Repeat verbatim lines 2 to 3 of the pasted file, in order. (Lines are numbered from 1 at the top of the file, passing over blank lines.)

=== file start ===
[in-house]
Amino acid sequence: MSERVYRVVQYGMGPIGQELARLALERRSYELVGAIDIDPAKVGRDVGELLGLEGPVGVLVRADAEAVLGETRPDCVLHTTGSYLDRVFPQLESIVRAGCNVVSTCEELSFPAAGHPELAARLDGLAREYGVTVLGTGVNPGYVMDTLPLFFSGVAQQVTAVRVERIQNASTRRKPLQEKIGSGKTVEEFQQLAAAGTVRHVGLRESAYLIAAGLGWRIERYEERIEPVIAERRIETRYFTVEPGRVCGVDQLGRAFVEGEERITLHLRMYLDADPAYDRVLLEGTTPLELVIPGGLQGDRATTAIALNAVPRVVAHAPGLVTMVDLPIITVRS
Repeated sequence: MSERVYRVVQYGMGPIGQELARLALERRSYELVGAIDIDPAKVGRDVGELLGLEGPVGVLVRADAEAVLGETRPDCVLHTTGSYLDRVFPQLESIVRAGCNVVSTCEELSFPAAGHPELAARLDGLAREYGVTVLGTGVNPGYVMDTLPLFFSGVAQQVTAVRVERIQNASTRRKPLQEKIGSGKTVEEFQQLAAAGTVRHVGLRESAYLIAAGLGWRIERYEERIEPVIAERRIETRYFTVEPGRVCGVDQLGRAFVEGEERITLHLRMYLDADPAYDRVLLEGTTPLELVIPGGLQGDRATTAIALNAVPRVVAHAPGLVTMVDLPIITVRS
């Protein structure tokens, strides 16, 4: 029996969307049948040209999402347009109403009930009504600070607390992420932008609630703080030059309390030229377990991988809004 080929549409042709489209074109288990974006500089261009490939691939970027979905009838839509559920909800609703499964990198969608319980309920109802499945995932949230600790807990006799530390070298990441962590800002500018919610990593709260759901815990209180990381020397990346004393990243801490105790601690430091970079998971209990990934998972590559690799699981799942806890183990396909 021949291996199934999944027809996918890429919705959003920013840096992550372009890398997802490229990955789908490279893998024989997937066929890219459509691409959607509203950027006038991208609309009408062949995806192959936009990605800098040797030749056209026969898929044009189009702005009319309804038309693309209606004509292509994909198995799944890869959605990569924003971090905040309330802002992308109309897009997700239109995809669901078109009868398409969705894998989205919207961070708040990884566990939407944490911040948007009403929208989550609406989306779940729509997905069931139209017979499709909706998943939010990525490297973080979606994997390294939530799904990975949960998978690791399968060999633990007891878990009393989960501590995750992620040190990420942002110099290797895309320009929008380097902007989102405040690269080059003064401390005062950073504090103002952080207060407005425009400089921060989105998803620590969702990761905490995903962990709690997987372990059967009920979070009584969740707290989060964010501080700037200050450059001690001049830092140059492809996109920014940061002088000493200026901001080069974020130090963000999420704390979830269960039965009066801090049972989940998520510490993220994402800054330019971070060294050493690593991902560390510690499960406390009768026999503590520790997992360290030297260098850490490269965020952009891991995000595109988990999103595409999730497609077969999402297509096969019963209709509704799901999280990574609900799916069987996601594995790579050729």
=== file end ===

Amino acid sequence: MSERVYRVVQYGMGPIGQELARLALERRSYELVGAIDIDPAKVGRDVGELLGLEGPVGVLVRADAEAVLGETRPDCVLHTTGSYLDRVFPQLESIVRAGCNVVSTCEELSFPAAGHPELAARLDGLAREYGVTVLGTGVNPGYVMDTLPLFFSGVAQQVTAVRVERIQNASTRRKPLQEKIGSGKTVEEFQQLAAAGTVRHVGLRESAYLIAAGLGWRIERYEERIEPVIAERRIETRYFTVEPGRVCGVDQLGRAFVEGEERITLHLRMYLDADPAYDRVLLEGTTPLELVIPGGLQGDRATTAIALNAVPRVVAHAPGLVTMVDLPIITVRS
Repeated sequence: MSERVYRVVQYGMGPIGQELARLALERRSYELVGAIDIDPAKVGRDVGELLGLEGPVGVLVRADAEAVLGETRPDCVLHTTGSYLDRVFPQLESIVRAGCNVVSTCEELSFPAAGHPELAARLDGLAREYGVTVLGTGVNPGYVMDTLPLFFSGVAQQVTAVRVERIQNASTRRKPLQEKIGSGKTVEEFQQLAAAGTVRHVGLRESAYLIAAGLGWRIERYEERIEPVIAERRIETRYFTVEPGRVCGVDQLGRAFVEGEERITLHLRMYLDADPAYDRVLLEGTTPLELVIPGGLQGDRATTAIALNAVPRVVAHAPGLVTMVDLPIITVRS